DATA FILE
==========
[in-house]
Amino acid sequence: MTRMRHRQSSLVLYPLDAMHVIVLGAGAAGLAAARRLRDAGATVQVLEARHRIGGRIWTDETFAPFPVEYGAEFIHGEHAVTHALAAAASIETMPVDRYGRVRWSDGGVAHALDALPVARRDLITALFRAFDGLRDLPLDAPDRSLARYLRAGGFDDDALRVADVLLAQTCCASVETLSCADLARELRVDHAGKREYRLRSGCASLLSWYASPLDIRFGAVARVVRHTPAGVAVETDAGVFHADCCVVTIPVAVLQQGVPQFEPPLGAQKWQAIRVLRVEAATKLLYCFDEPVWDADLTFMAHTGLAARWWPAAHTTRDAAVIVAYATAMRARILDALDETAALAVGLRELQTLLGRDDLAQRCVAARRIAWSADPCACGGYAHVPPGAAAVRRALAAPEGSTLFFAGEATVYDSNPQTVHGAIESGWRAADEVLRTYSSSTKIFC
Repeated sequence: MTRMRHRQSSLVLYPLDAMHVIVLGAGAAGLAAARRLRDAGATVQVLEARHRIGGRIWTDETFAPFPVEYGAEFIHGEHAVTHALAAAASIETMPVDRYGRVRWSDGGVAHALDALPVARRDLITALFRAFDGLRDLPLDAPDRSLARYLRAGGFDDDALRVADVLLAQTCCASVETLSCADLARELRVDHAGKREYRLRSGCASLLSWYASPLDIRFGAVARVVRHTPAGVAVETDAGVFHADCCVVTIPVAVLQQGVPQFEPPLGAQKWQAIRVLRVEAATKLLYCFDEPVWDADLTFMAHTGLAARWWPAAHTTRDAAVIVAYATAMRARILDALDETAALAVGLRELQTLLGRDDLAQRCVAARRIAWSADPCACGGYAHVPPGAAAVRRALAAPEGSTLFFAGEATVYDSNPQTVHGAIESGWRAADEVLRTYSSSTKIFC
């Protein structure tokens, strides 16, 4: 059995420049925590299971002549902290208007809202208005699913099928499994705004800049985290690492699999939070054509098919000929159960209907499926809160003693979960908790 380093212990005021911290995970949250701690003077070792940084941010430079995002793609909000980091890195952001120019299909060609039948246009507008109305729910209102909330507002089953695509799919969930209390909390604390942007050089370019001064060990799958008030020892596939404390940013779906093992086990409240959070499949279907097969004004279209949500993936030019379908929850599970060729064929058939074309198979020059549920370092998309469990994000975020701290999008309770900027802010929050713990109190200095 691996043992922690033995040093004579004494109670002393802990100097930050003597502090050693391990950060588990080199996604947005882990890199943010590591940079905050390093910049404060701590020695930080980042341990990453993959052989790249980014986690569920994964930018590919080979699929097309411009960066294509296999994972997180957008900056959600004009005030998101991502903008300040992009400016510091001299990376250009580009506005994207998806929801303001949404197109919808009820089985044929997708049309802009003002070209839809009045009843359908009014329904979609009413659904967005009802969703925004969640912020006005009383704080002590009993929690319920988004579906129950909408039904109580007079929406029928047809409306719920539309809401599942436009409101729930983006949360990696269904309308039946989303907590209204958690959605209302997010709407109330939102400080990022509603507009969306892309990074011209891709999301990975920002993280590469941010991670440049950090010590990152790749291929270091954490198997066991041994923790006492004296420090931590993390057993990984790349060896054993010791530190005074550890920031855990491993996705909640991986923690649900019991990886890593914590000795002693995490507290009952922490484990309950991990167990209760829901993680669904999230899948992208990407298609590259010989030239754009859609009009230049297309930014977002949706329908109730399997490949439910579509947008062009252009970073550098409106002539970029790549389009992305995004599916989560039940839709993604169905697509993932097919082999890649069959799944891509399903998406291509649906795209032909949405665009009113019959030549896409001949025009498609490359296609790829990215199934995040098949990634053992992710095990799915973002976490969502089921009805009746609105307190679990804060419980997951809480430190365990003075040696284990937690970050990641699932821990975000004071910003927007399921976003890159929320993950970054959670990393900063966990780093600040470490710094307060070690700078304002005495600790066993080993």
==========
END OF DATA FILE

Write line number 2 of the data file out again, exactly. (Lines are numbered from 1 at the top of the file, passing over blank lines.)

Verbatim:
Amino acid sequence: MTRMRHRQSSLVLYPLDAMHVIVLGAGAAGLAAARRLRDAGATVQVLEARHRIGGRIWTDETFAPFPVEYGAEFIHGEHAVTHALAAAASIETMPVDRYGRVRWSDGGVAHALDALPVARRDLITALFRAFDGLRDLPLDAPDRSLARYLRAGGFDDDALRVADVLLAQTCCASVETLSCADLARELRVDHAGKREYRLRSGCASLLSWYASPLDIRFGAVARVVRHTPAGVAVETDAGVFHADCCVVTIPVAVLQQGVPQFEPPLGAQKWQAIRVLRVEAATKLLYCFDEPVWDADLTFMAHTGLAARWWPAAHTTRDAAVIVAYATAMRARILDALDETAALAVGLRELQTLLGRDDLAQRCVAARRIAWSADPCACGGYAHVPPGAAAVRRALAAPEGSTLFFAGEATVYDSNPQTVHGAIESGWRAADEVLRTYSSSTKIFC